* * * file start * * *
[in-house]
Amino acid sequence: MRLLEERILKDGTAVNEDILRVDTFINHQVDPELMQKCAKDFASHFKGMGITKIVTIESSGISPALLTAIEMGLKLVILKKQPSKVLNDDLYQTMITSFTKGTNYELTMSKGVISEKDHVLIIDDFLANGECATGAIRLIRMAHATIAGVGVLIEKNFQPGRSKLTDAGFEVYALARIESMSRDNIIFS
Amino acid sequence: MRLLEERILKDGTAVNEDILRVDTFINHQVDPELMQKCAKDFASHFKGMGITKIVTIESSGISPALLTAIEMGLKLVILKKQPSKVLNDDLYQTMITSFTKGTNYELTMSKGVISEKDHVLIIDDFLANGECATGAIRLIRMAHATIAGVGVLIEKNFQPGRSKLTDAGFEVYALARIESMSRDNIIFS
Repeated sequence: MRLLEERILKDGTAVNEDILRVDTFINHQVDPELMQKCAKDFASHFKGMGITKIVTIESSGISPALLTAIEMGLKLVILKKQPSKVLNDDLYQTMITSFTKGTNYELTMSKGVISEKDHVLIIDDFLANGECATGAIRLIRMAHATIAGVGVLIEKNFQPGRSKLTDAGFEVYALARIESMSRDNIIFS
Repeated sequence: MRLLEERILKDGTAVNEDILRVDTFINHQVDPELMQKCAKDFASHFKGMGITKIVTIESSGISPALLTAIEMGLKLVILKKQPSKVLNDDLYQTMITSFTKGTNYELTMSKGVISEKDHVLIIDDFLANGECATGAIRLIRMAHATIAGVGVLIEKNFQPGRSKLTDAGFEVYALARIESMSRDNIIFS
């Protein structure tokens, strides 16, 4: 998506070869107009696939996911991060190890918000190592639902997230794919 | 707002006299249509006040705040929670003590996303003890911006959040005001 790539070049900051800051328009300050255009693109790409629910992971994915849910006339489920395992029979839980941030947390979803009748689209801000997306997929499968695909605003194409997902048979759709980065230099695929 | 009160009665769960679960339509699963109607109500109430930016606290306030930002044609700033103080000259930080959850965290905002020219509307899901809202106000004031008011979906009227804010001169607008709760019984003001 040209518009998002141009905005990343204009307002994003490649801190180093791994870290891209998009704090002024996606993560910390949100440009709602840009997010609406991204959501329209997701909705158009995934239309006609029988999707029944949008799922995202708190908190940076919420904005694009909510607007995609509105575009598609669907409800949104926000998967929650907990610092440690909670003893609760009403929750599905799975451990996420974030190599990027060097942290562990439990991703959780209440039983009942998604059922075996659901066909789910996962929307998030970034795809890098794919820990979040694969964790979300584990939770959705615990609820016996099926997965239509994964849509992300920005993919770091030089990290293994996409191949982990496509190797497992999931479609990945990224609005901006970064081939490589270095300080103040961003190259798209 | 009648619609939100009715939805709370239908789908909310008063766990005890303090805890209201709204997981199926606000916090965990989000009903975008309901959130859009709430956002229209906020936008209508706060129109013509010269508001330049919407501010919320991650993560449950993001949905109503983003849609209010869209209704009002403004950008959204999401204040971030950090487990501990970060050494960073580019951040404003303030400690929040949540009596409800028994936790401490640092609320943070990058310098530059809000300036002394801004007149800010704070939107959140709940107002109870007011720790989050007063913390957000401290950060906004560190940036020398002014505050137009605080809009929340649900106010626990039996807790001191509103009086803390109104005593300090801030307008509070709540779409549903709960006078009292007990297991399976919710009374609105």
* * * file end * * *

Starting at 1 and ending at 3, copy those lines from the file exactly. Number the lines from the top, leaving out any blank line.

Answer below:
[in-house]
Amino acid sequence: MRLLEERILKDGTAVNEDILRVDTFINHQVDPELMQKCAKDFASHFKGMGITKIVTIESSGISPALLTAIEMGLKLVILKKQPSKVLNDDLYQTMITSFTKGTNYELTMSKGVISEKDHVLIIDDFLANGECATGAIRLIRMAHATIAGVGVLIEKNFQPGRSKLTDAGFEVYALARIESMSRDNIIFS
Amino acid sequence: MRLLEERILKDGTAVNEDILRVDTFINHQVDPELMQKCAKDFASHFKGMGITKIVTIESSGISPALLTAIEMGLKLVILKKQPSKVLNDDLYQTMITSFTKGTNYELTMSKGVISEKDHVLIIDDFLANGECATGAIRLIRMAHATIAGVGVLIEKNFQPGRSKLTDAGFEVYALARIESMSRDNIIFS